The Washington Post has more on the growing spat between the Pentagon and the State Department over military contractors in Iraq:
There have been private discussions in the past over whether the Defense Department should oversee the State Department's security contracts, according to the Pentagon source. Defense rules for licensing, oversight and incident reports when weapons are discharged are more stringent, the source said. The military is known to quickly and routinely investigate incidents involving its contractors.
But "it would be a turf battle," the source said. State would oppose it because "you are taking away a primary mission their regional security officer has -- you'd be breaking new ground." At the same time, "DOD is not volunteering to take them over."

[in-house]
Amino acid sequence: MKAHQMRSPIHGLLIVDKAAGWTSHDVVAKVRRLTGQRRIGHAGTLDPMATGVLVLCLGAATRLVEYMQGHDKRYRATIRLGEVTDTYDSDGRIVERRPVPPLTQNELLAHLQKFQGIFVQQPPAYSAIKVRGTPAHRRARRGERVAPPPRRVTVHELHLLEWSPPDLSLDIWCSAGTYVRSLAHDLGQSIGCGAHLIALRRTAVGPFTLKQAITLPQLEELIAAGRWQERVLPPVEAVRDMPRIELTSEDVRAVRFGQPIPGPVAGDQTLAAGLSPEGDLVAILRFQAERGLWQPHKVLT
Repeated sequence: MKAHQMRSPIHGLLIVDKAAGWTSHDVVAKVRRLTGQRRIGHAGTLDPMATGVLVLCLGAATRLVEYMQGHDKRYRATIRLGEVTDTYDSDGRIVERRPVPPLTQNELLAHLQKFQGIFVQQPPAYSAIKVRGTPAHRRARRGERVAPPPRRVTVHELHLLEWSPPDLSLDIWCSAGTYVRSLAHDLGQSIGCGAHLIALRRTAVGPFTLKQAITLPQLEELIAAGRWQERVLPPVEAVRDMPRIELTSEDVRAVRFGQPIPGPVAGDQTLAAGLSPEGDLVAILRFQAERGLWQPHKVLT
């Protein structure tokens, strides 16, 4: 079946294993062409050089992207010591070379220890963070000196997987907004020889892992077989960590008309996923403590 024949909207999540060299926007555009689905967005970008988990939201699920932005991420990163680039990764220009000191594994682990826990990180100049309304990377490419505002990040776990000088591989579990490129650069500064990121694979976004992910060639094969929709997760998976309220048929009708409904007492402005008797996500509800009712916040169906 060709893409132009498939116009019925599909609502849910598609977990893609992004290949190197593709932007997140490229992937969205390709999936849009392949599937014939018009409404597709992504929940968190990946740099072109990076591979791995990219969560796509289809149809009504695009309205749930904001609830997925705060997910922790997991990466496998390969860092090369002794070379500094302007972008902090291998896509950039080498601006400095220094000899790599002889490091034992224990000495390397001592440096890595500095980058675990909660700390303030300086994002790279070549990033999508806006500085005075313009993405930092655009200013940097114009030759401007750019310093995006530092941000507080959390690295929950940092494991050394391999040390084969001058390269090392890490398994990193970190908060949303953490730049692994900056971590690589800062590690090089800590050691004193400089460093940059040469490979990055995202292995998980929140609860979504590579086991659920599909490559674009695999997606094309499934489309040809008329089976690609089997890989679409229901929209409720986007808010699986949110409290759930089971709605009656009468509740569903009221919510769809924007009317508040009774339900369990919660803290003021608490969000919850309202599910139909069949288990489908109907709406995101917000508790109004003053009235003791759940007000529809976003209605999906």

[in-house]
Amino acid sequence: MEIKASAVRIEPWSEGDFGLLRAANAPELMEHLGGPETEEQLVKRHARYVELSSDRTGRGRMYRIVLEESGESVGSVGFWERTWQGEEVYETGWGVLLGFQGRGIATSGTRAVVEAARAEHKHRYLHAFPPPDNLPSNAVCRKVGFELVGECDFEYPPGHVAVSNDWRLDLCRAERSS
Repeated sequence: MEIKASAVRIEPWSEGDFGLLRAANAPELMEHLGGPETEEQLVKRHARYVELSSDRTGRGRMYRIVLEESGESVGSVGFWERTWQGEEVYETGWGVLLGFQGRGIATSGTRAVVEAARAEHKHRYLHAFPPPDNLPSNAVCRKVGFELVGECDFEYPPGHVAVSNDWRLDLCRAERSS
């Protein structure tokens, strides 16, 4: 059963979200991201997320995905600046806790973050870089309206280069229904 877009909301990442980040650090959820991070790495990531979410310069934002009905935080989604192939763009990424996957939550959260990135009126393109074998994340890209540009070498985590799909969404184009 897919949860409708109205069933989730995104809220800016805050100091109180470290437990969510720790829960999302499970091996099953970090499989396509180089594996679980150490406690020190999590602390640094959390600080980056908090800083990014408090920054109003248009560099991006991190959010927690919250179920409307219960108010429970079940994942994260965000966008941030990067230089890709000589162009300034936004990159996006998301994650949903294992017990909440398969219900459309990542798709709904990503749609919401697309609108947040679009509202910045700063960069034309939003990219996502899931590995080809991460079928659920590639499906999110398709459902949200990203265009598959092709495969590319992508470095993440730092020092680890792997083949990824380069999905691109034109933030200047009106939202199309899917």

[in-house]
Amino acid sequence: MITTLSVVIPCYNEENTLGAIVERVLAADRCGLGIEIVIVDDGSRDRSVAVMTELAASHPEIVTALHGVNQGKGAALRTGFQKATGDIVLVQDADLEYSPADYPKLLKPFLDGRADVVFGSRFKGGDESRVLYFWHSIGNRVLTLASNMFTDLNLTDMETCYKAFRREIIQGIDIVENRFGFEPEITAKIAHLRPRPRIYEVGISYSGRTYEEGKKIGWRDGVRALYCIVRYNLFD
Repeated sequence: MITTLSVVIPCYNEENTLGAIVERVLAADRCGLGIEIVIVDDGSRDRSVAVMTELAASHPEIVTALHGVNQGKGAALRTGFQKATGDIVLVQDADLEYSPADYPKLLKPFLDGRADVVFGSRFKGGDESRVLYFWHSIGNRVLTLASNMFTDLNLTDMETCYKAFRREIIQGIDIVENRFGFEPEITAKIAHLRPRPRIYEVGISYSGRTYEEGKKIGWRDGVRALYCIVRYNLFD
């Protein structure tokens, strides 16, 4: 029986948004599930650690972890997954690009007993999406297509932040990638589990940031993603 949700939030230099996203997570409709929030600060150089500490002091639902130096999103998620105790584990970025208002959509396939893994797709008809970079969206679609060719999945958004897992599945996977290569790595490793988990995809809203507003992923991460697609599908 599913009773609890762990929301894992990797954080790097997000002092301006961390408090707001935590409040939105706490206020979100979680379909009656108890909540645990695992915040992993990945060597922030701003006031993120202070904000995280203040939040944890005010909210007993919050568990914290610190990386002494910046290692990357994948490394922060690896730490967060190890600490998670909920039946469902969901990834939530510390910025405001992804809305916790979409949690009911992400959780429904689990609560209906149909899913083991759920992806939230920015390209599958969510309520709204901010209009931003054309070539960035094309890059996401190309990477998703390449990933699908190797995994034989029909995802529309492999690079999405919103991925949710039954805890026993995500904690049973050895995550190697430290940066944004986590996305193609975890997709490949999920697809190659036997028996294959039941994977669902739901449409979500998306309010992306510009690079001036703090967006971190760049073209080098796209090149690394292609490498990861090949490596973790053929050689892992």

According to the Post, most military officials are extremely angry over the recent Blackwater shooting incident in which eleven Iraqi civilians died. "It may be worse than Abu Ghraib," says one. (Another lieutenant colonel tells the paper that no one believes Blackwater's account: "They are immature shooters and have very quick trigger fingers... None of us believe they were engaged, but we are all carrying their black eyes.") Still, the Pentagon is wary of stepping in.
Meanwhile, as Michelle mentioned, the State Department has already warned Blackwater not to say anything to Henry Waxman's committee without its permission; Condoleezza Rice has signaled that she won't testify (is that even legal?); and State Department officials have said that they won't meet with Congress unless it's in an off-the-record session behind closed doors. Instead, according to the Post, the State Department will run an "internal investigation here to ensure we can address some of the underlying issues." Given that, as one expert told Spencer Ackerman, it was the State Department that encouraged Blackwater's trigger-happy rules of engagement in the first place, it's hard to imagine the "internal investigation" will be a particularly thorough affair.